#32 "Head down, fist on head" for answering diagnostic questions
It sounds weird, but it is effective!
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💡 A tip to try in class this week 💡
I have been using multiple-choice diagnostic questions in my teaching for years - heck, I love them so much, I even built a website to house them all. I love a diagnostic question because they are quick to ask, quick to collect data from, you see the response of every student, and - so long as the question is a good one - you learn the specific nature of any misunderstandings from students’ choices of answer.
But diagnostic questions have an inherent problem: the tactical delay. This is when the teacher says: show me your choice of answer in 3, 2, 1, go… and some students pause for a second or two whilst they have a cheeky look at the answers of students who are usually correct. They then either have their choice of answer confirmed, or engage in an impressive sleight of hand whilst their C magically becomes an A. This reduces the validity of the check for understanding, or can cause students to clam up when they realise their choice of answer is the minority.
Pritesh explained how he uses a technique he borrowed from legendary head of maths (and former podcast guest), Dani Quinn. It goes by the name of Heads Down, Fist on Head, and goes like this:
The teacher projects the diagnostic question onto the board
Students are given sufficient thinking time to decide upon their choice of answer
Students place their left-arm on the desk and rest their head upon it so they cannot see their classmates
Students place their right fist upon their heads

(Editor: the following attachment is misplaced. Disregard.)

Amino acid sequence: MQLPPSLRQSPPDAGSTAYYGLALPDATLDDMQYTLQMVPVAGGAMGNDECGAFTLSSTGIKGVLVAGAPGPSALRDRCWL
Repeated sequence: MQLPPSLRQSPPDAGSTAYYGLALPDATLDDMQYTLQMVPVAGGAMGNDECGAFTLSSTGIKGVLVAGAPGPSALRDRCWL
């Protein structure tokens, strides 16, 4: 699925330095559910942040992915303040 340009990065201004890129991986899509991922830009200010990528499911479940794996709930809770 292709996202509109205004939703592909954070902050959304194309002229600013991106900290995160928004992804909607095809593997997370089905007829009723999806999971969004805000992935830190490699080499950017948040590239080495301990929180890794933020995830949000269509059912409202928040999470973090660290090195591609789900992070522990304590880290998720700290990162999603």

The teacher says: if you think the answer is A, open your fist
The teacher observes the number of open fists (and makes a note of student names if their memory is as bad as mine)
The teacher thanks students, asks them to close their fists, and says: if you think the answer is B, open your fist
And so on, for options C and D
With heads back up, the teacher can then ask individual students to explain their choice of answer
Why is this is a good idea? Well, for four reasons:
Students cannot see other answers, so there is no incentive to engage in a tactical delay or clam up when asked for their explanation
There is no equipment that needs handing out or collecting in
It reduces the flow of information (as opposed to 30 students showing you their answers at once), so you are more likely to be able to identify trends
The opening of the first is pretty silent, whereas asking students to raise their hand to indicate their choice may result in a give-away rustling
I love it, but do you?
Do you like this idea?
What would you need to change to make this tip work for you?
When could you try it for the first time?
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